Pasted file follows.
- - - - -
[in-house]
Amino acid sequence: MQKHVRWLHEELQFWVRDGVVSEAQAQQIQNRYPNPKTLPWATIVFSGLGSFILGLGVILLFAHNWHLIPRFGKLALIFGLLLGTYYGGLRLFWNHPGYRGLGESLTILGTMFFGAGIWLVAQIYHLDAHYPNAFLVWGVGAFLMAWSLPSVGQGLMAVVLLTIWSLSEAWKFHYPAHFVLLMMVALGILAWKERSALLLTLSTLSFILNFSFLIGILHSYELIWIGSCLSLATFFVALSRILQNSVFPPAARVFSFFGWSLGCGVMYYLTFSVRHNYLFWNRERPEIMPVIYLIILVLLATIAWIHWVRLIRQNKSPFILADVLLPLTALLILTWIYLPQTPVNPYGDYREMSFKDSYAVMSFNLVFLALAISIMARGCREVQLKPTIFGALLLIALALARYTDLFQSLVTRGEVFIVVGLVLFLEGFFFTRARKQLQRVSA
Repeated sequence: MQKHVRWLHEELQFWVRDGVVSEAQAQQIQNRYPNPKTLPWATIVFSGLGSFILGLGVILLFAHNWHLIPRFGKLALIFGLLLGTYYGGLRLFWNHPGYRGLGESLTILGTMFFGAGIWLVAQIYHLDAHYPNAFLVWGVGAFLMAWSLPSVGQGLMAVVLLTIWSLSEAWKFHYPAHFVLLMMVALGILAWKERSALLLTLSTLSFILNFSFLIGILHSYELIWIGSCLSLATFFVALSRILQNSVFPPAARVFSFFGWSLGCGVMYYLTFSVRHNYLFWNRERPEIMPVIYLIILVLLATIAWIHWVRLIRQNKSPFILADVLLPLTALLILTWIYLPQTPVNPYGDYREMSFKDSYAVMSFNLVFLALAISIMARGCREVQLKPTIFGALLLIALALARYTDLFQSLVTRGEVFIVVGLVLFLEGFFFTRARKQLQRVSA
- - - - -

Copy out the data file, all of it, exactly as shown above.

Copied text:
[in-house]
Amino acid sequence: MQKHVRWLHEELQFWVRDGVVSEAQAQQIQNRYPNPKTLPWATIVFSGLGSFILGLGVILLFAHNWHLIPRFGKLALIFGLLLGTYYGGLRLFWNHPGYRGLGESLTILGTMFFGAGIWLVAQIYHLDAHYPNAFLVWGVGAFLMAWSLPSVGQGLMAVVLLTIWSLSEAWKFHYPAHFVLLMMVALGILAWKERSALLLTLSTLSFILNFSFLIGILHSYELIWIGSCLSLATFFVALSRILQNSVFPPAARVFSFFGWSLGCGVMYYLTFSVRHNYLFWNRERPEIMPVIYLIILVLLATIAWIHWVRLIRQNKSPFILADVLLPLTALLILTWIYLPQTPVNPYGDYREMSFKDSYAVMSFNLVFLALAISIMARGCREVQLKPTIFGALLLIALALARYTDLFQSLVTRGEVFIVVGLVLFLEGFFFTRARKQLQRVSA
Repeated sequence: MQKHVRWLHEELQFWVRDGVVSEAQAQQIQNRYPNPKTLPWATIVFSGLGSFILGLGVILLFAHNWHLIPRFGKLALIFGLLLGTYYGGLRLFWNHPGYRGLGESLTILGTMFFGAGIWLVAQIYHLDAHYPNAFLVWGVGAFLMAWSLPSVGQGLMAVVLLTIWSLSEAWKFHYPAHFVLLMMVALGILAWKERSALLLTLSTLSFILNFSFLIGILHSYELIWIGSCLSLATFFVALSRILQNSVFPPAARVFSFFGWSLGCGVMYYLTFSVRHNYLFWNRERPEIMPVIYLIILVLLATIAWIHWVRLIRQNKSPFILADVLLPLTALLILTWIYLPQTPVNPYGDYREMSFKDSYAVMSFNLVFLALAISIMARGCREVQLKPTIFGALLLIALALARYTDLFQSLVTRGEVFIVVGLVLFLEGFFFTRARKQLQRVSA